The opinion of the court was delivered by: Herndon, Chief Judge
Now before the Court is Defendant's January 20, 2009 motion to dismiss Plaintiff's complaint (Doc. 8). Specifically, Defendant contends that the Court should dismiss Cato's complaint as it was not timely filed. On January 26, 2009, the Court entered an Order notifying Cato that the motion had been filed, that he had thirty days to file a response to the motion and that the failure to respond to the motion may result in the dismissal of his case (Doc. 9). The next day, Cato filed a one page letter requesting help and stating that he thinks that he is eligible for social security because he has type 2 diabetes, a heart problem and leg problems (Doc. 10). As of this date, Cato has not responded to the motion.
Defendant argues that Cato's suit is untimely. Specifically, Defendant maintains that pursuant to the statute, Cato's suit should have been filed by October 29, 2008; that Cato did not request an extension of time with the Appeals Council and that Cato has not alleged any permissible basis for the Court to extend the sixty day limitation period. Based on the facts and the applicable law, the Court grants the motion.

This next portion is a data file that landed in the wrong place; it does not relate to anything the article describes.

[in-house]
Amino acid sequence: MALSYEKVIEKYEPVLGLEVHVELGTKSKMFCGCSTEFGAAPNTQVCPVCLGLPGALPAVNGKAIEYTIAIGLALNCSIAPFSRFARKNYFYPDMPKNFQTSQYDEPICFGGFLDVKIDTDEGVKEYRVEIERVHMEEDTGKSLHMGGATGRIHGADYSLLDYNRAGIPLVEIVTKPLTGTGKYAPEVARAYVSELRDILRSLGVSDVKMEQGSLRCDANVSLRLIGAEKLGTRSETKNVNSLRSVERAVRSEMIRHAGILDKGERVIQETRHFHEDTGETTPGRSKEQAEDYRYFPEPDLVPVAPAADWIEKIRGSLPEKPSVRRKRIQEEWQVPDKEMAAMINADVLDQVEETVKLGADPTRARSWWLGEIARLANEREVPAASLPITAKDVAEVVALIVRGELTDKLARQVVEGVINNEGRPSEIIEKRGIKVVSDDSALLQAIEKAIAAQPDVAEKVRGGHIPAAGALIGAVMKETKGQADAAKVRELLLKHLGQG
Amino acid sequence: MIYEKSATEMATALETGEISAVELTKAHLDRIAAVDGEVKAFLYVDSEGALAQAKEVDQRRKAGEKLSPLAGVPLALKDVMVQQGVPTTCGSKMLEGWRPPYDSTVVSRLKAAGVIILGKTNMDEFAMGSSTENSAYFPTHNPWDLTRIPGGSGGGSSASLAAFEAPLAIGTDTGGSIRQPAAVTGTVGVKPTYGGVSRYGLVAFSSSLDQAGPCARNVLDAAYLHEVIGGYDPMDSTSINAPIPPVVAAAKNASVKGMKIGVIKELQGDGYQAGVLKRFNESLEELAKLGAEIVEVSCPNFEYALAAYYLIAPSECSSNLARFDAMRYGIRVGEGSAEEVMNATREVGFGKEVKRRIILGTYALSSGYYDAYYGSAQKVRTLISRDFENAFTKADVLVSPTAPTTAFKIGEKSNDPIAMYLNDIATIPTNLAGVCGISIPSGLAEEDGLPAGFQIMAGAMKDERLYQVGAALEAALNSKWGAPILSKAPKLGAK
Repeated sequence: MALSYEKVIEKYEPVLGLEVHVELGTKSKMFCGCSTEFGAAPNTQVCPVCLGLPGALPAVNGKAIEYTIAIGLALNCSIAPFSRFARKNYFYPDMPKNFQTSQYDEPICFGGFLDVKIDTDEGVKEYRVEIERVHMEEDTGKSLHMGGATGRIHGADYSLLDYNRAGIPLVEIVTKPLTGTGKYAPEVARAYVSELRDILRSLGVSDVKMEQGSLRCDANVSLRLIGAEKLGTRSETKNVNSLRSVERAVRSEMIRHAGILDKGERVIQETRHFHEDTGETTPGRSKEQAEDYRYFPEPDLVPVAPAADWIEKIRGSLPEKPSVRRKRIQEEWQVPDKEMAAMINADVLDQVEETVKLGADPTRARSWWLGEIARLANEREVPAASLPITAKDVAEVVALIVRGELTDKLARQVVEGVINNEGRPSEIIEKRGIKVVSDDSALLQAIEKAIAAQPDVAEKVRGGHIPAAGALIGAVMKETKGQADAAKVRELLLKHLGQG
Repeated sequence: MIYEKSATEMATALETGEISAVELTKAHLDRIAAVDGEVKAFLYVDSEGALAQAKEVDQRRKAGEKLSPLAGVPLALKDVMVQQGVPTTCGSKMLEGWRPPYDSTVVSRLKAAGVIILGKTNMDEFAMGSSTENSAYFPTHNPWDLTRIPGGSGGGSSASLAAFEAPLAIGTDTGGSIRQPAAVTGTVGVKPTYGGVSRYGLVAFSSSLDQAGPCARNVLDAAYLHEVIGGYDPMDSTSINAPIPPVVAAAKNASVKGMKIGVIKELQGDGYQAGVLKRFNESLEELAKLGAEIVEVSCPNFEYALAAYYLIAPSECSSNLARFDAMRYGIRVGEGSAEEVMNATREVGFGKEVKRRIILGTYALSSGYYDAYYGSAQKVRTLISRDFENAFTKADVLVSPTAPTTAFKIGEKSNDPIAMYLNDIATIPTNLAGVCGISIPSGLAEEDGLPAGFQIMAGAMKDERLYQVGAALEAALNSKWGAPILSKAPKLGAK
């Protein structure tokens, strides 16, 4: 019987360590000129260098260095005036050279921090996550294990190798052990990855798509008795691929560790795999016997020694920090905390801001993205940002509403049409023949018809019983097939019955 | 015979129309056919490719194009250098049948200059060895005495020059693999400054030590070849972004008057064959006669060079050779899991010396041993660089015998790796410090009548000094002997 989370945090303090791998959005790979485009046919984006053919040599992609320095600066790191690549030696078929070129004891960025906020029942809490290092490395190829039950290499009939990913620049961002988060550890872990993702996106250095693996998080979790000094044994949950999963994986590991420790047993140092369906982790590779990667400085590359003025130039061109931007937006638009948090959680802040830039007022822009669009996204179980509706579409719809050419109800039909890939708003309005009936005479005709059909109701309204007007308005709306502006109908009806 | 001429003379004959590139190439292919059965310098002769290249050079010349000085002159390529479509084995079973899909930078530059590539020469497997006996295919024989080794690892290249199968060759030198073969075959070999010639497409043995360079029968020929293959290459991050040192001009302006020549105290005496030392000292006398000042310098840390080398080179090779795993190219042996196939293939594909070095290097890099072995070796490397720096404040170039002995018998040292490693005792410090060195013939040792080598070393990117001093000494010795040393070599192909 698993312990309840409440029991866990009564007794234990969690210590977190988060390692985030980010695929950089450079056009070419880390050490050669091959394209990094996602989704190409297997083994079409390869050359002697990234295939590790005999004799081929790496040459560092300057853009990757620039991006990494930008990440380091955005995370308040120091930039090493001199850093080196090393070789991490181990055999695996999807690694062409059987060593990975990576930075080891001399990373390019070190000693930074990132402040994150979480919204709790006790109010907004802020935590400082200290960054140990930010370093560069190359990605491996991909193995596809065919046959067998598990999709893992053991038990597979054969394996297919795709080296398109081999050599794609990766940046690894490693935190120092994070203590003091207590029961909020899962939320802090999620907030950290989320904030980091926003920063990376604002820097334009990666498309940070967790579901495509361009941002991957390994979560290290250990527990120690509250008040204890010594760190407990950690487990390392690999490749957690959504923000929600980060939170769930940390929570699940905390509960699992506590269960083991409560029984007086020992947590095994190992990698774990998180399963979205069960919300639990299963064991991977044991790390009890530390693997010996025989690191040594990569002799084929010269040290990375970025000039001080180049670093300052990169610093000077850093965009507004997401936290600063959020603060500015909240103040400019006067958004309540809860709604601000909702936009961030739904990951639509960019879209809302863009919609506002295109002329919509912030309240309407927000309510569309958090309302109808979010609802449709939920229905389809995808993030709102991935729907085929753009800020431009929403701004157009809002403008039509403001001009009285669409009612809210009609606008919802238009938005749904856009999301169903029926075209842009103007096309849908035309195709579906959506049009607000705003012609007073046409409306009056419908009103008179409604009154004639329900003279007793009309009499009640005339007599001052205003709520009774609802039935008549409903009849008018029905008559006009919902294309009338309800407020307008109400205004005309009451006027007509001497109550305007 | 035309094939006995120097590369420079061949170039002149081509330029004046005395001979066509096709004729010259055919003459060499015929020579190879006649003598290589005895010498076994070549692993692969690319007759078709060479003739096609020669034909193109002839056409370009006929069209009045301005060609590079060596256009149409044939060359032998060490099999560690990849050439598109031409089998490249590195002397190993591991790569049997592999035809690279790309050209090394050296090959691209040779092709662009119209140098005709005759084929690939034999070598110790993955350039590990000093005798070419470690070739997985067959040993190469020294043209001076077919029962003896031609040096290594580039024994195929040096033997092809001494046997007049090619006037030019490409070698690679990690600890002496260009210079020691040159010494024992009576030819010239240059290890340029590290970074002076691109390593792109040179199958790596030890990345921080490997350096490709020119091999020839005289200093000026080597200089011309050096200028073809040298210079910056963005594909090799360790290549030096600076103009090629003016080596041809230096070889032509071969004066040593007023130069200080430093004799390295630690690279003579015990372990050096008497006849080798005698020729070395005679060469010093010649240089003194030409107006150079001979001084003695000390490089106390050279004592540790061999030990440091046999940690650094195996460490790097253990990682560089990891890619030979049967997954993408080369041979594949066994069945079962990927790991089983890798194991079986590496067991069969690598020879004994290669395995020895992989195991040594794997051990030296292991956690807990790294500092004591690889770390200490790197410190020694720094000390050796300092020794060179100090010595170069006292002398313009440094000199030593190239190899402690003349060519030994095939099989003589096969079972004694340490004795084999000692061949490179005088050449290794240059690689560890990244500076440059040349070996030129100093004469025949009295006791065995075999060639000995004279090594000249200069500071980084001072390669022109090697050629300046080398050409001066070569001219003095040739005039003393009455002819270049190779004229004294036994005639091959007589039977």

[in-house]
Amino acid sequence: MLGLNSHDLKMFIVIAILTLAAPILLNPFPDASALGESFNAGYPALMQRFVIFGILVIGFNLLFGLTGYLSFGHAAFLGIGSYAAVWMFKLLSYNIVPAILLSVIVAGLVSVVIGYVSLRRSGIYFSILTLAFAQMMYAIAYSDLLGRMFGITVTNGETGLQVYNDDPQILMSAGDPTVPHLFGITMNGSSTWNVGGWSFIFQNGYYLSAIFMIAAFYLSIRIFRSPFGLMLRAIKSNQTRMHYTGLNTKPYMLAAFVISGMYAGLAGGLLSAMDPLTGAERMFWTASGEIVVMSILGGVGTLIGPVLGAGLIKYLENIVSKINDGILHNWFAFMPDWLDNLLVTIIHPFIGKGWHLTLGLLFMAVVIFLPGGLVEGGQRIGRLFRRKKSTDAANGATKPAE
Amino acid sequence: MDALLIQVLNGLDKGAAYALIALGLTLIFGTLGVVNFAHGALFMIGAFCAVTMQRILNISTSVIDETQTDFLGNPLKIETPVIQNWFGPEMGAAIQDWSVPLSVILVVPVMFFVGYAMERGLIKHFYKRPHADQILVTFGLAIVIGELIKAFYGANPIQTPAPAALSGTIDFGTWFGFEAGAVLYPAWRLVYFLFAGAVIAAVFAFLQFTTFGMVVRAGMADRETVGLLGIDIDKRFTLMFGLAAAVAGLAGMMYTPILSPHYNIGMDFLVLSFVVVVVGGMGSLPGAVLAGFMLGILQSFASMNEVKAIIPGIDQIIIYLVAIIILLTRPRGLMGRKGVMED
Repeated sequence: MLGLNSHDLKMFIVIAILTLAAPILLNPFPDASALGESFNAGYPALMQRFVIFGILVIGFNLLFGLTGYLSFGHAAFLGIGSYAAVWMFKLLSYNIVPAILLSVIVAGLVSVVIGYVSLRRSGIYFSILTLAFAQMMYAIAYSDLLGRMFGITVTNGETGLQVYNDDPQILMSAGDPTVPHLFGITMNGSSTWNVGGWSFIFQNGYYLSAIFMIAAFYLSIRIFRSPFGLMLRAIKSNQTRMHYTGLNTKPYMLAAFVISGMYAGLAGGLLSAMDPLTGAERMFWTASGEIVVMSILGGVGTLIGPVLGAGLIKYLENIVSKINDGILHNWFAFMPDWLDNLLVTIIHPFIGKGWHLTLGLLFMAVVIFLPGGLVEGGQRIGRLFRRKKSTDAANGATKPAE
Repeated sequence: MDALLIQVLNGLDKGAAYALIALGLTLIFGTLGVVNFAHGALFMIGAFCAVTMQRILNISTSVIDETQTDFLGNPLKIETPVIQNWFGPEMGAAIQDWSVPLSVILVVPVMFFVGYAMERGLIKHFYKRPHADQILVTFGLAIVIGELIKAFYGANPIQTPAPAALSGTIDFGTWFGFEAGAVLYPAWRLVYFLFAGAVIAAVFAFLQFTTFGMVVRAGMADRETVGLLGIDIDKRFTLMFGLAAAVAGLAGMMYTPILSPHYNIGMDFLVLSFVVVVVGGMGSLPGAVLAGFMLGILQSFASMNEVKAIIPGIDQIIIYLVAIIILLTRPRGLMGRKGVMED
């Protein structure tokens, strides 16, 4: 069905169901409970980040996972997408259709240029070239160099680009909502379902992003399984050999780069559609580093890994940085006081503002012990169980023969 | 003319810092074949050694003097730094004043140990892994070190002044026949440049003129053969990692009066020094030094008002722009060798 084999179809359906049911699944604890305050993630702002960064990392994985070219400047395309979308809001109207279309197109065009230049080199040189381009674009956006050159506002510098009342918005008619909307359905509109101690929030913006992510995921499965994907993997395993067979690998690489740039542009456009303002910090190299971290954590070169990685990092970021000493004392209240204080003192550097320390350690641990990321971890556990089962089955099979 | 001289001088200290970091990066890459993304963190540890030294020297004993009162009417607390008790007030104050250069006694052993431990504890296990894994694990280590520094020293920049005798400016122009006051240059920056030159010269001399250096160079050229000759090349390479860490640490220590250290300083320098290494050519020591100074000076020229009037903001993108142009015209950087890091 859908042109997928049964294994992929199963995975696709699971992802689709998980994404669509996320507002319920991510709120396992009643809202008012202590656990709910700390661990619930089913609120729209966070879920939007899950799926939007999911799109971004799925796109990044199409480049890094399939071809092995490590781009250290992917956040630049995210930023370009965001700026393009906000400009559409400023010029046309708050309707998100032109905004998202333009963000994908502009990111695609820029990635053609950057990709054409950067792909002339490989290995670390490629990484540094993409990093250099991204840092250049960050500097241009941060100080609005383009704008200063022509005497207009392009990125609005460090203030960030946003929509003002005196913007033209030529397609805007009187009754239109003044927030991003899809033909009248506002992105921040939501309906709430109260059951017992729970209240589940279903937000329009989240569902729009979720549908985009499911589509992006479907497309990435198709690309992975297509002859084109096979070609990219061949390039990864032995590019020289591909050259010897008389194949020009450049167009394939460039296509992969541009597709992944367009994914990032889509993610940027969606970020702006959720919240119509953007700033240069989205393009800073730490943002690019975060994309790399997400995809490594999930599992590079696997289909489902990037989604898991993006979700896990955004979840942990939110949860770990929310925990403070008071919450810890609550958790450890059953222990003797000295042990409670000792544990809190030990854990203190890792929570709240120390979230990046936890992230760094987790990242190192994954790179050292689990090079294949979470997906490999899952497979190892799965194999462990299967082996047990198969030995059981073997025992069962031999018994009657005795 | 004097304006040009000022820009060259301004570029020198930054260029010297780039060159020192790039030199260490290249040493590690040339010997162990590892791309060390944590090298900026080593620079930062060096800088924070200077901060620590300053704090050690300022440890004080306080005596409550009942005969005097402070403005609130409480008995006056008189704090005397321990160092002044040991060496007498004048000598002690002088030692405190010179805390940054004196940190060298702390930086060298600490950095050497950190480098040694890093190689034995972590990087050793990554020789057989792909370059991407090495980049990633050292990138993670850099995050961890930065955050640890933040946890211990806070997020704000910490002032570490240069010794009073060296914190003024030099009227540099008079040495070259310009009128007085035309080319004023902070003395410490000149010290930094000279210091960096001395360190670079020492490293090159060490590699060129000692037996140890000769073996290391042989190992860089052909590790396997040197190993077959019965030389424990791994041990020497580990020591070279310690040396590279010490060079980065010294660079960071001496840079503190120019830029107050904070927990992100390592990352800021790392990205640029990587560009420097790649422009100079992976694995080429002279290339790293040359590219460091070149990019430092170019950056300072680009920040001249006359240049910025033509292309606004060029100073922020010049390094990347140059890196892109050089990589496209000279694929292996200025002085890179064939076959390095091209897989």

Section 205(g) of Act, 42 U.S.C. § 405(g), sets forth the time limitation for commencing a civil action. Section 405(g) provides in part:
Any individual, after any final decision of the Commissioner made after a hearing to which he was a party, irrespective of the amount in controversy, may obtain a review of such decision by a civil action commenced within sixty days after the mailing to him of notice of such decision or within such further time as the Commissioner may allow.
42 U.S.C. § 405(g). Thus, a claimant must file a civil action in federal district court within sixty days after receiving the Appeals Council's notice. The date of receipt is presumed to be five days after the date of such notice, unless a reasonable showing to the contrary is made to the Appeals Council. 20 C.F.R. § 422.210(c).
Here, the Notice of Appeal Council is dated August 25, 2008. Thus, it is presumed that Cato received the Notice of Appeal Council by August 30, 2008. Therefore, Cato was required to file his complaint in this Court on or before October 29, 2008. Cato filed his complaint on November 4, 2008 (Doc. 1). Thus, Cato's case is untimely and barred by the sixty-day time limitation. Further, Cato has not presented any evidence to justify extending the statute of limitations. Thus, the Court finds that his case warrants dismissal.
Accordingly, the Court GRANTS Defendant's motion to dismiss Plaintiff's complaint (Doc. 8). The Court DISMISSES with prejudice Cato's complaint as untimely. Further, the Court ORDERS the Clerk of the Court to enter judgment reflecting the same.
Signed this 5th day of March, 2009.
DavidRHer|do| Chief Judge United States District Court
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